The effect of HSF on nmnat expression was also evident at the transcript level, as measured by quantitative real time PCR. As shown in Fig. 2C, nmnat was transcriptionally up-regulated upon heat shock in wild-type (yw) flies, and this up-regulation upon heat shock was enhanced in HSF-overexpressing (HSF OE) flies and was diminished in loss-of-HSF (hsf4) flies. These results suggest that heat shock transcription factor HSF is both required and sufficient for the up-regulation of NMNAT under heat shock.
      In addition to heat shock, we have shown that hypoxic stress also induced nmnat gene expression in wild-type flies (Fig. 1). We next examined the requirement for HIF1α for the up-regulation of NMNAT under hypoxic stress. We measured the expression and induction of nmnat upon hypoxia (5% O2) in HIF1α gain- or loss-of-function flies. For loss of function, we used a mutant allele of Sima (
      • Lavista-Llanos S.
      • Centanin L.
      • Irisarri M.
      • Russo D.M.
      • Gleadle J.M.
      • Bocca S.N.
      • Muzzopappa M.
      • Ratcliffe P.J.
      • Wappner P.
      ), the Drosophila homologue of HIF1α (
      • Bacon N.C.
      • Wappner P.
      • O'Rourke J.F.
      • Bartlett S.M.
      • Shilo B.
      • Pugh C.W.
      • Ratcliffe P.J.
      ). For gain of function, we used elav-GAL4 driver to overexpress UAS-Sima in the nervous system. When Sima was overexpressed, we observed moderate levels of NMNAT and Hsp70 protein and mRNA levels in fly brain extracts prior to hypoxia and enhanced up-regulation of NMNAT upon hypoxic stress (Fig. 2, B and D, and supplemental Fig. S3B). In contrast, flies heterozygous for Sima+/− failed to up-regulate NMNAT or Hsp70 upon hypoxia. The diminished up-regulation is specific for the hypoxic stress pathway, because both NMNAT and Hsp70 were up-regulated in Sima+/− mutant flies following heat shock stress, suggesting that the heat shock pathway was intact in these flies (Fig. 2B and supplemental Fig. S3C). These results suggest that hypoxia transcription factor HIF1α is required to induce NMNAT under hypoxia.
      To assess stress responses at the cellular level, we used mosaic analyses to examine the effects of HSF or Sima on NMNAT expression. Using a photoreceptor-specific driver GMR-Gal4 (
      • Hay B.A.
      • Maile R.
      • Rubin G.M.
      ), we overexpressed HSF or Sima together with GFP specifically in the posterior half of the eye primordium in third instar (L3) larval eye imaginal discs. As shown in Fig. 3, in the eye primordium cells demarcated by GFP where either HSF or Sima was overexpressed, a greater induction of NMNAT was observed when L3 larvae were subjected to either heat shock or hypoxia, respectively. These results suggest that HSF or Sima induces NMNAT under stress in a cell-autonomous manner.
      Figure thumbnail gr3
      FIGURE 3Overexpression of HSF or Sima up-regulates NMNAT upon stress in the eye disc. GFP (A–C), HSF-eGFP (D and E), or Sima (F and G) was expressed in the L3 larval eye imaginal disc with a GMR-Gal4 driver. L3 larvae were subjected to heat shock, hypoxia, or normal conditions, and eye discs were dissected and stained for NMNAT (red), Hsp70 (magenta), and DAPI (blue). A–C, heat shock or hypoxia caused an overall induction of NMNAT and Hsp70 throughout the eye disc. D and E, HSF-eGFP overexpression caused NMNAT and Hsp70 up-regulation in the GMR-expressing region upon heat shock. F and G, Sima overexpression caused an increase of both NMNAT and Hsp70 levels after hypoxia in the GMR-expressing region.

      HSF Is the Central Transcription Factor for nmnat Gene Expression under Heat Shock and Hypoxia

      Our results so far suggest that the transcription factors HSF and HIF1α/Sima can regulate nmnat gene expression under stress. To understand the molecular mechanism underlying the transcriptional regulation, we next examined whether HSF or Sima can directly bind to the promoter region of nmnat and induce transcription upon stress and whether the predicted consensus HSEs and HRE in nmnat promoter are functional. In silico analysis revealed two possible HSF-binding sites and one possible HIF1α-binding site (Fig. 4, A and B). We named the two HSEs as HSEd for HSE distal and HSEp for HSE proximal, referring to their relative distance to the transcription start site. HSEd consists of a single pentameric nGAAn element, whereas HSEp consists of three contiguous inverted repeats of the pentameric element, comparable with those found in the proximal promoter region of HSP genes (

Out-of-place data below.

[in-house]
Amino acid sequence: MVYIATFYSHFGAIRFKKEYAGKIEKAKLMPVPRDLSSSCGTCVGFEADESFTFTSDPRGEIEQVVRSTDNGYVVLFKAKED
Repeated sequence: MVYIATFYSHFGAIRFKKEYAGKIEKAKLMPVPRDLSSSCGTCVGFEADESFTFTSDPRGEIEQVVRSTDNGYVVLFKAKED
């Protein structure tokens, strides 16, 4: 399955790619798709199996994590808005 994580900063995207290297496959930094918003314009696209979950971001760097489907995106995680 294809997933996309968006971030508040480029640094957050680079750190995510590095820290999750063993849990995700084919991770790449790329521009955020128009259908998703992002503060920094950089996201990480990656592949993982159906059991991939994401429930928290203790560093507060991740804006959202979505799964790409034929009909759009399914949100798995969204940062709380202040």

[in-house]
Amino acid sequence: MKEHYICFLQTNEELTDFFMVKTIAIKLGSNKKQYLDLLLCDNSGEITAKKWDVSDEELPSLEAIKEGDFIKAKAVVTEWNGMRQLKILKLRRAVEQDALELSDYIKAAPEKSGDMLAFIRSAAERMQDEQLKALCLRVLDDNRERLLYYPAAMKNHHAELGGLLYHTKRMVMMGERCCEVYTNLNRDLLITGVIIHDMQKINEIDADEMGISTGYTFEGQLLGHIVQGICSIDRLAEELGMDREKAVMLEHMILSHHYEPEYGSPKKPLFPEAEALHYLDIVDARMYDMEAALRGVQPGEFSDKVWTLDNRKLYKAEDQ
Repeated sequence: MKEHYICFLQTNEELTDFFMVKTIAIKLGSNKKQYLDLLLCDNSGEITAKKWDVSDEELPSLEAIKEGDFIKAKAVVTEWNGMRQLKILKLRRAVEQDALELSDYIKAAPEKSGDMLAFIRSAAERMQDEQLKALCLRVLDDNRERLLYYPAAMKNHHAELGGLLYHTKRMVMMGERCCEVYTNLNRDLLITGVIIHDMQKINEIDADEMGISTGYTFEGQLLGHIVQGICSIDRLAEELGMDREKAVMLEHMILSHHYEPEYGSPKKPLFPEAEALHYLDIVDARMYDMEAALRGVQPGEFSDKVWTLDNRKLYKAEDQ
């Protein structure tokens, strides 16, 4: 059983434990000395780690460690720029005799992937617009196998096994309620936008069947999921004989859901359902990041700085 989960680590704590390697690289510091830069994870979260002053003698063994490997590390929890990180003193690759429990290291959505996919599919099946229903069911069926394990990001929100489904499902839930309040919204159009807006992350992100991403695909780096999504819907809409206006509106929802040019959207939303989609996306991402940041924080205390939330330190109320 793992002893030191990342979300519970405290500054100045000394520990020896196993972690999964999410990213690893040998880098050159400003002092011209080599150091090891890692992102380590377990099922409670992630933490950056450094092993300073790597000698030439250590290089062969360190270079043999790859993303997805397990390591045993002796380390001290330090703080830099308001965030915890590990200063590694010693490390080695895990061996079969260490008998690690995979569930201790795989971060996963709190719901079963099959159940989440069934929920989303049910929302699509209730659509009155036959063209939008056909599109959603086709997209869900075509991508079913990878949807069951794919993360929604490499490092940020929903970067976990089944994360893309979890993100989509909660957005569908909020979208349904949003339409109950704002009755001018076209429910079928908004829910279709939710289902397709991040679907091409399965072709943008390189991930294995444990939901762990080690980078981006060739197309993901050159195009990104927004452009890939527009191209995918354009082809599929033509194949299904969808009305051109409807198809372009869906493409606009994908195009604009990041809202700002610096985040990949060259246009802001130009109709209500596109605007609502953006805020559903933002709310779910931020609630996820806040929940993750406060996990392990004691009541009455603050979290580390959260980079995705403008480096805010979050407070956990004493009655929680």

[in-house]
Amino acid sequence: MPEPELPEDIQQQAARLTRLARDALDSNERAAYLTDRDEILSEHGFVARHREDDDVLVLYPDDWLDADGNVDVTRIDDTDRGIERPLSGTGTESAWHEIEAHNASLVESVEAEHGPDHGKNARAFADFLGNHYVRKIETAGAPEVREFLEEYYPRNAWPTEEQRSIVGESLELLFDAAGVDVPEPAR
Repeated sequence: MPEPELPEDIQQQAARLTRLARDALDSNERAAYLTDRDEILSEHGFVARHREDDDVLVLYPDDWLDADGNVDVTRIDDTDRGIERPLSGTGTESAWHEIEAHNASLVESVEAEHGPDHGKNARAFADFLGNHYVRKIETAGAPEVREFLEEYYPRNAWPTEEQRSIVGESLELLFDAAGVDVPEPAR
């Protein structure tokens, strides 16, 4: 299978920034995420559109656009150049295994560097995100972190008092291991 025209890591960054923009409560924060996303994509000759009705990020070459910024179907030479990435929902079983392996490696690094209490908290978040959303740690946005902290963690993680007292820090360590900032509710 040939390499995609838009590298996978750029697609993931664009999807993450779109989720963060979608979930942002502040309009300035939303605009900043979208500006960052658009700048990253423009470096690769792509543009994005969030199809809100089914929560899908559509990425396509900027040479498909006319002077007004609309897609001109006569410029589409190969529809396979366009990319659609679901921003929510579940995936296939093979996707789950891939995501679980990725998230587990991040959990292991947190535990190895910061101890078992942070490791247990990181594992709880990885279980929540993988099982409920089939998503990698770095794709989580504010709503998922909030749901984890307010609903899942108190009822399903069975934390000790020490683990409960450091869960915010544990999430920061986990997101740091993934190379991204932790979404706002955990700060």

• Schiller P.
      • Amin J.
      • Ananthan J.
      • Brown M.E.
      • Scott W.A.
      • Voellmy R.
      ,
      • Xiao H.
      • Lis J.T.
      ) (Fig. 4A). Because HSF trimerization is required for its binding to HSE (
      • Abravaya K.
      • Myers M.P.
      • Murphy S.P.
      • Morimoto R.I.
      ), the HSEd with a single pentameric nGAAn is less likely than HSEp to be functional.
      Figure thumbnail gr4
      FIGURE 4HSF binds to the predicted HSE in the promoter region of nmnat. A and B, sequence analysis of putative transcription factor (HSF and HIF1α) binding elements (HSE and HRE) for hsp70, nmnat, and hsf. C, ChIP analysis of nmnat HSE. S2 cells were transfected with constructs containing two HSEs (HSEp+d) or HSEp and subjected to heat shock. ChIP was carried out using antibody against HSF. Occupancy of both HSEs by HSF was observed upon heat shock, with a greater enrichment at HSEp. The HSE-containing region of hsp70 was used as a positive control, and the promoter region of rp49 was used as a negative control. D, ChIP analysis of nmnat HRE. S2 cells were transfected with constructs containing HRE and HA-tagged Sima and subjected to hypoxia induced by 100 μm DFO. ChIP analysis was carried out using anti-HA antibody. No occupancy of HRE by Sima was observed during hypoxia. The promoter region of Drosophila Hph was used as a positive control, and the promoter region of actin was used as a negative control. Sima occupancy was detected at an HRE in the second intronic region of hsf upon hypoxia. Pol, polymerase; IP, immunoprecipitation; Ab, antibody.